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Duterte's Anti-terror Law a Dark New Chapter for Philippines, Experts Warn

Legal challenges mount against new law, which allows warrantless arrests and could affect delivery of coronavirus aid.

An anti-terrorism law that grants sweeping powers to president Rodrigo Duterte’s government is facing mounting legal challenges, as rights groups warn the legislation signals a new, dark chapter for the Philippines.

The act, which lawyers say uses a vague and overly broad definition of terrorism, permits warrantless arrests and allows authorities to hold individuals for weeks without charge. It is to be implemented later this month, though at least six petitions against the law have already been filed in the supreme court.

The government says the powers will allow it to respond to threats by militants, but rights groups warn the law could be used to lock up peaceful critics, and may even limit access to humanitarian aid. The law passed on Friday.

“Particularly in the context of Covid, where the role of humanitarian organisations has never been more important in terms of under-serviced communities, any action that hampers work of humanitarian organisations is really irresponsible,” said Professor Fionnuala Ní Aoláin, UN Special Rapporteur on the promotion and protection of human rights and fundamental freedoms while countering terrorism.

The law criminalises anyone who provides “material support” to an activity that is deemed a terrorist act. Though an exemption for humanitarian groups is outlined, Ní Aoláin says this is too limited, and the law could have a chilling effect on agencies delivering aid.

The Philippines has faced a recent increase in coronavirus cases, prompting the government to warn a strict lockdown may be reintroduced. Infections have so far reached 50,359, a fifth of which were confirmed in the past five days. There have been 1,314 confirmed deaths.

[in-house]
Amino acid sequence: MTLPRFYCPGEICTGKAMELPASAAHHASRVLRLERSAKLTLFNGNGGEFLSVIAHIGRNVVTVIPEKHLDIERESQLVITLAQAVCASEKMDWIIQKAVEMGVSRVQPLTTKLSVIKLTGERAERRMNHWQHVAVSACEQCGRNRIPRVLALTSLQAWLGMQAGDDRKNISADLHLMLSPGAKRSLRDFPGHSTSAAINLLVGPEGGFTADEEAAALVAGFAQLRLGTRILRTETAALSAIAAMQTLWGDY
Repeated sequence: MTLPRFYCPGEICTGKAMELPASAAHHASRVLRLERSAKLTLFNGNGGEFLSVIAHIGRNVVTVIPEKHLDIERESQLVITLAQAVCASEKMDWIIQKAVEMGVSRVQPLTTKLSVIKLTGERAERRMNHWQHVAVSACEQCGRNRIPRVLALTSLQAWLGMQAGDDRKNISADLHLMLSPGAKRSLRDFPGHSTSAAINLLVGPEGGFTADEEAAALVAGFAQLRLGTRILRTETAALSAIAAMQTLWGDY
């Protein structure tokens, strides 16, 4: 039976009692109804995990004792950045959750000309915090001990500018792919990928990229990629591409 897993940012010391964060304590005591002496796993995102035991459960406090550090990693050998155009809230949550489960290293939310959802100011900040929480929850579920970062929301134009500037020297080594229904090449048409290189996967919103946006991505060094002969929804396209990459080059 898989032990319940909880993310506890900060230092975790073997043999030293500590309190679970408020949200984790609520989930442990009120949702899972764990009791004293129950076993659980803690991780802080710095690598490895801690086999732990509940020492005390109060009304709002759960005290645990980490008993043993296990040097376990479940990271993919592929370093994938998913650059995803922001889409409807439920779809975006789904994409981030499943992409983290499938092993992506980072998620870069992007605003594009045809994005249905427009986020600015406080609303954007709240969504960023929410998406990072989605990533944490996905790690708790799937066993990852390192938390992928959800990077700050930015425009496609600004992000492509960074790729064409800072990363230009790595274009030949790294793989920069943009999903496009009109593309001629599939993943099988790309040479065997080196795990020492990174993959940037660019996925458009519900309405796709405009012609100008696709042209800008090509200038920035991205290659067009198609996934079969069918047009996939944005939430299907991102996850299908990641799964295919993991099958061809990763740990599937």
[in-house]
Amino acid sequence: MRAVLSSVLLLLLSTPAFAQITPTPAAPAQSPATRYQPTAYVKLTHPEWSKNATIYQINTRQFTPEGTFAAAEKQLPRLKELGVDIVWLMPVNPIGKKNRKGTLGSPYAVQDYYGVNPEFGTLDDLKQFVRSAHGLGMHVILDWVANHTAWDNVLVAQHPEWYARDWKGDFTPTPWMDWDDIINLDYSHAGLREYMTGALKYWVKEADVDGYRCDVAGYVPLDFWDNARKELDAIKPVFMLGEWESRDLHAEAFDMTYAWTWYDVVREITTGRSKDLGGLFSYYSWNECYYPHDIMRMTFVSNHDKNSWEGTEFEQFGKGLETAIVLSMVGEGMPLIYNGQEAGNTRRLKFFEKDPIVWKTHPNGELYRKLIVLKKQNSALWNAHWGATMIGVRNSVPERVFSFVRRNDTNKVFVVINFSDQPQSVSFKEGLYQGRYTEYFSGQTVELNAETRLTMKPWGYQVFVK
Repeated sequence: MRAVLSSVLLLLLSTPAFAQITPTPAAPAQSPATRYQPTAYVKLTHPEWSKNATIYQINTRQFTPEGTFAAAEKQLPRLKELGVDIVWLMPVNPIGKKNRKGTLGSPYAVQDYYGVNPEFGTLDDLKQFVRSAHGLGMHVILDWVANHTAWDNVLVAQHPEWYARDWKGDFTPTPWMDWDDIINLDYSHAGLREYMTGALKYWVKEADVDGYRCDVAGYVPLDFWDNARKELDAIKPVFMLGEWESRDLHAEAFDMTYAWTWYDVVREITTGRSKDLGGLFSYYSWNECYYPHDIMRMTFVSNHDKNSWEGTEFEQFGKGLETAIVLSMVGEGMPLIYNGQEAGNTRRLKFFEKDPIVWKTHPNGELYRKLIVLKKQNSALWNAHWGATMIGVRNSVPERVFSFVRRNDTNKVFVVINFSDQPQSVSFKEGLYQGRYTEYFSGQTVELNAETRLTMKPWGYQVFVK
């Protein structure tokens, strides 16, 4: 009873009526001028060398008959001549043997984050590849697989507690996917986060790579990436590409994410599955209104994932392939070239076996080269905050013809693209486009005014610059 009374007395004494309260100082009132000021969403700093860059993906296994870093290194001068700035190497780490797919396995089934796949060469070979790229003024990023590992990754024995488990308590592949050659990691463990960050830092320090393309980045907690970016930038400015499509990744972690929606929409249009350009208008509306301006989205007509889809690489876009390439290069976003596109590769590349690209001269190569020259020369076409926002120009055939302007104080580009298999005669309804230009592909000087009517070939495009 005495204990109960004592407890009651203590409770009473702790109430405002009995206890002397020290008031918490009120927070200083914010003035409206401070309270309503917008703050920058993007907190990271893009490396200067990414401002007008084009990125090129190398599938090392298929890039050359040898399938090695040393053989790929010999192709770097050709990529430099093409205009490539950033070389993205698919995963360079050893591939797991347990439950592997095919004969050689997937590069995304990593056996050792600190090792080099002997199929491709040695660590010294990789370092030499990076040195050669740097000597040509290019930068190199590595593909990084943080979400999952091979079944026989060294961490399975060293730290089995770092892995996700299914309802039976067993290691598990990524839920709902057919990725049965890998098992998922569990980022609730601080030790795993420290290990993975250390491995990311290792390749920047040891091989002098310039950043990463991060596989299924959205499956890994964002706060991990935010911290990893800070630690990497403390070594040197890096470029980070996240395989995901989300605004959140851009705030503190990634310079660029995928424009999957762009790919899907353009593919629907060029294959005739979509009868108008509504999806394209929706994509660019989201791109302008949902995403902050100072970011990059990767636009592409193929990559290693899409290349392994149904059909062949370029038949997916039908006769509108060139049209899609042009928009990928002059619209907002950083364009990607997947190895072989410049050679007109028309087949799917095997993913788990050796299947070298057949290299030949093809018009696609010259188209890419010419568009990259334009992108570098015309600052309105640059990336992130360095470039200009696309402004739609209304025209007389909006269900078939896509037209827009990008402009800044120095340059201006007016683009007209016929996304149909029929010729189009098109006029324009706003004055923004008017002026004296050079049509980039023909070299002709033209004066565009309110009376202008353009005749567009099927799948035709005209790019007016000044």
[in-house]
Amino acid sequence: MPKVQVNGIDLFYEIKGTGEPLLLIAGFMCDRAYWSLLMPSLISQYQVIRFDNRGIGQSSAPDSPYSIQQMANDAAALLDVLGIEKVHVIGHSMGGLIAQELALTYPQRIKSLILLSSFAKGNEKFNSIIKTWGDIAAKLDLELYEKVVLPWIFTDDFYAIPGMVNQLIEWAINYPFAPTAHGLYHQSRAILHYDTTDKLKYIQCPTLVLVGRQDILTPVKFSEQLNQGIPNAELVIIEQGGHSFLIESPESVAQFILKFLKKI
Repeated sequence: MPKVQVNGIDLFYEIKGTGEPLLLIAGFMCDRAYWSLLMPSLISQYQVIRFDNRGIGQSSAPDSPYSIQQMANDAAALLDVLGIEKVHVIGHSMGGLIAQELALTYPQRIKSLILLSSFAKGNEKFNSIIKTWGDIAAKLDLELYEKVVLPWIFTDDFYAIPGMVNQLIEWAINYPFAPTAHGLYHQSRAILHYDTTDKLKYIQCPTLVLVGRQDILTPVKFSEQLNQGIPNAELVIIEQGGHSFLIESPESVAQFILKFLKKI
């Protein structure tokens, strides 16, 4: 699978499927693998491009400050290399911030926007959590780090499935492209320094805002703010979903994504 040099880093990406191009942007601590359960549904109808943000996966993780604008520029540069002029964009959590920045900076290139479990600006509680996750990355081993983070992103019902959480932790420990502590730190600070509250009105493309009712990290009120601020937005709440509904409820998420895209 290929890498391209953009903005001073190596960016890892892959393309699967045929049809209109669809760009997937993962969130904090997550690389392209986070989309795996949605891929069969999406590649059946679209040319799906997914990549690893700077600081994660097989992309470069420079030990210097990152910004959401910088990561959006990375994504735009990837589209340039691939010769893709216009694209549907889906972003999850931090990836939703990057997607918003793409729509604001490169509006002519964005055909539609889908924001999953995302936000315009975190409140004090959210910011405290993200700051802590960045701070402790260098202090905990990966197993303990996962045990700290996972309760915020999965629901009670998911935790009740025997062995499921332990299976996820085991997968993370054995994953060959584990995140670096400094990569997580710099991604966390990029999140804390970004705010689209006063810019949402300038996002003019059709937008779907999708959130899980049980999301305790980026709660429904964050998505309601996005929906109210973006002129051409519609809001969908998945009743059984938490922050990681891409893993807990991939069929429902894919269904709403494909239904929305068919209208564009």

Edre Olalia, of the National Union of Peoples’ Lawyers, who plans to file a petition opposing the law in the supreme court, fears the law will have ramifications not just for media, activists and opposition figures, but also members of the public who express opinions online.

“It is unprecedented to give so much power to executive bodies,” he said. The definitions in the law, he added, are “so expansive and broad that even legitimate activity can be considered terrorism”.

Under the law, an anti-terrorism council, appointed by the president, will have the power to designate individuals and groups as terrorists and detain them without charge for up to 24 days. The law also allows for 90 days of surveillance and wiretaps, and punishments that include life imprisonment without parole.

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Duterte, who was urged not to rush to sign the act into law, has rejected concerns about its scope. Those not planning to bomb churches and public utilities to derail the nation had nothing to fear, he recently told the public, adding that communists were among the terrorists. The government continues to fight a decades-long communist insurgency, as well as threats from Islamist groups, in the south of the country.

In a televised address on Wednesday, he said: “Do not be afraid if you are not a terrorist.”

Ní Aoláin said the term terrorism was an “inherently suspect category”, however, and that the government was deliberately using the cover of counterterrorism to suppress rights.

Many fear the law’s sweeping definitions will provide a new tool to silence those who are calling for accountability for abuses committed under Duterte’s leadership, including extrajudicial killings carried out during an anti-drug crackdown launched after his election in 2016.

“The hand is already on the trigger and the law will provide the impetus to press the trigger,” added Olalia.

Over the past few months alone, action has been taken one of the country’s most prominent media outlets. In June, executive editor of Rappler, Maria Ressa, a critic of Duterte, was convicted of cyber libel - over a story she did not write, and under a law that did exist at the time the article was published. Meanwhile, the country’s largest broadcaster, ABS-CBN, which has been repeatedly threatened by the president, has been forced off air. Duterte has denied that either of these cases were politically motivated.

Among those challenging the anti-terror law are Christian Monsod and Felicitas Arroyo, who were part of a commission that drafted the 1987 Constitution. Several more groups are expected to file petitions.

The vast majority of supreme court justices are Duterte appointees. “We will push back, we will fight back,” said Olalia.

Rebecca Ratcliffe is the Guardian's south-east Asia correspondent.